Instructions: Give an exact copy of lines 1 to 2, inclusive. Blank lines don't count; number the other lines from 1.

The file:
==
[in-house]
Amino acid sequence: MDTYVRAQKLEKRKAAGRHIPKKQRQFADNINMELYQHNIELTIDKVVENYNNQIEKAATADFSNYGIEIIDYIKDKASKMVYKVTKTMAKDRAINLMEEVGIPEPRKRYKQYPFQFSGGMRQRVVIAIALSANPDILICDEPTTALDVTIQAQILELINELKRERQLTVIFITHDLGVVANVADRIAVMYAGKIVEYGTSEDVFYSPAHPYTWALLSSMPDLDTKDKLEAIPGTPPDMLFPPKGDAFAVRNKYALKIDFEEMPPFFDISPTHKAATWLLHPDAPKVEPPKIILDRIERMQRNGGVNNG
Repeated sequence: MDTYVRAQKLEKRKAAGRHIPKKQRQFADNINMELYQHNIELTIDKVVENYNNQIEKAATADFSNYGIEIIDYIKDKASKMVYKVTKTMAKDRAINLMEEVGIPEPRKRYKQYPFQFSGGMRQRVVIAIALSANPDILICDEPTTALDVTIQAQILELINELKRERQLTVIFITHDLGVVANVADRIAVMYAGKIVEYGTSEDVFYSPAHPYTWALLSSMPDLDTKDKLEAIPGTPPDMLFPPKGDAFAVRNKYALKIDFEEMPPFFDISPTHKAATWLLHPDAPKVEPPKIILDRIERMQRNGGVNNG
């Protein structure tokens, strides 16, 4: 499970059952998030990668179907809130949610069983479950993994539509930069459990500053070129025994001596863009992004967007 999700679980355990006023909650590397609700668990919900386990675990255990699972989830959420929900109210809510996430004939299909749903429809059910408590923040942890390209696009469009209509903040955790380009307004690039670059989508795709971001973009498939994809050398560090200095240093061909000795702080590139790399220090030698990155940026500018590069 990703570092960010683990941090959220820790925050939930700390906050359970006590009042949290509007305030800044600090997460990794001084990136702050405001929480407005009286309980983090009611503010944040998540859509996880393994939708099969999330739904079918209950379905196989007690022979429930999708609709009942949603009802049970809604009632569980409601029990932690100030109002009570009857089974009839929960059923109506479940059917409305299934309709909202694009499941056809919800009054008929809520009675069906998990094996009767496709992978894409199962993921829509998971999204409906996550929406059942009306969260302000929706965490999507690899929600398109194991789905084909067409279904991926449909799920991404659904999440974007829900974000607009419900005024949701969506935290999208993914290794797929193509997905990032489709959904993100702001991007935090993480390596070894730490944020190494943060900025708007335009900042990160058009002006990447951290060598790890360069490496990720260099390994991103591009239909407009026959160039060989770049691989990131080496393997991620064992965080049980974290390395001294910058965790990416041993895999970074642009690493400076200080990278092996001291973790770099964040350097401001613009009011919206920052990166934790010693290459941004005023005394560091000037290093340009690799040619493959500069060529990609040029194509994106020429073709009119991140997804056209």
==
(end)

[in-house]
Amino acid sequence: MDTYVRAQKLEKRKAAGRHIPKKQRQFADNINMELYQHNIELTIDKVVENYNNQIEKAATADFSNYGIEIIDYIKDKASKMVYKVTKTMAKDRAINLMEEVGIPEPRKRYKQYPFQFSGGMRQRVVIAIALSANPDILICDEPTTALDVTIQAQILELINELKRERQLTVIFITHDLGVVANVADRIAVMYAGKIVEYGTSEDVFYSPAHPYTWALLSSMPDLDTKDKLEAIPGTPPDMLFPPKGDAFAVRNKYALKIDFEEMPPFFDISPTHKAATWLLHPDAPKVEPPKIILDRIERMQRNGGVNNG